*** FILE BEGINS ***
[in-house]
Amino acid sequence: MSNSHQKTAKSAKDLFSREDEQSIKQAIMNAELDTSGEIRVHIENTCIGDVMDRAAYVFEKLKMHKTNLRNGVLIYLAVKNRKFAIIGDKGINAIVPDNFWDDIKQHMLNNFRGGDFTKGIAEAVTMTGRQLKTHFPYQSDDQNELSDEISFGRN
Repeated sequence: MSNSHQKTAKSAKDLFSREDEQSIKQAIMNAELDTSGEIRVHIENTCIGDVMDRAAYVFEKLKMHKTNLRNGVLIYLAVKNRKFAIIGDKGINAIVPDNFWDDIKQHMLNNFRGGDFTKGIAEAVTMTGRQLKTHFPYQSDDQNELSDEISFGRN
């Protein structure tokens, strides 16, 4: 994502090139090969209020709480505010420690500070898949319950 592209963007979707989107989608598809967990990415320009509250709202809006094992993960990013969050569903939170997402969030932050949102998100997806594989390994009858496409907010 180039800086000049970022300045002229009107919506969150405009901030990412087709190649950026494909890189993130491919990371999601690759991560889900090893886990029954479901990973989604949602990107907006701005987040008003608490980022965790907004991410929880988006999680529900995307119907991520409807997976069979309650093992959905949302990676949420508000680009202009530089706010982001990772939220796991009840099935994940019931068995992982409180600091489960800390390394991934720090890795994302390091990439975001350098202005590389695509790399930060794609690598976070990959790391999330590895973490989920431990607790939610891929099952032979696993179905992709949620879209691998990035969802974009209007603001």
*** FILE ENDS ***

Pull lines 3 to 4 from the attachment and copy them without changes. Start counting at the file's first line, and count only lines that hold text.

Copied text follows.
Repeated sequence: MSNSHQKTAKSAKDLFSREDEQSIKQAIMNAELDTSGEIRVHIENTCIGDVMDRAAYVFEKLKMHKTNLRNGVLIYLAVKNRKFAIIGDKGINAIVPDNFWDDIKQHMLNNFRGGDFTKGIAEAVTMTGRQLKTHFPYQSDDQNELSDEISFGRN
């Protein structure tokens, strides 16, 4: 994502090139090969209020709480505010420690500070898949319950 592209963007979707989107989608598809967990990415320009509250709202809006094992993960990013969050569903939170997402969030932050949102998100997806594989390994009858496409907010 180039800086000049970022300045002229009107919506969150405009901030990412087709190649950026494909890189993130491919990371999601690759991560889900090893886990029954479901990973989604949602990107907006701005987040008003608490980022965790907004991410929880988006999680529900995307119907991520409807997976069979309650093992959905949302990676949420508000680009202009530089706010982001990772939220796991009840099935994940019931068995992982409180600091489960800390390394991934720090890795994302390091990439975001350098202005590389695509790399930060794609690598976070990959790391999330590895973490989920431990607790939610891929099952032979696993179905992709949620879209691998990035969802974009209007603001």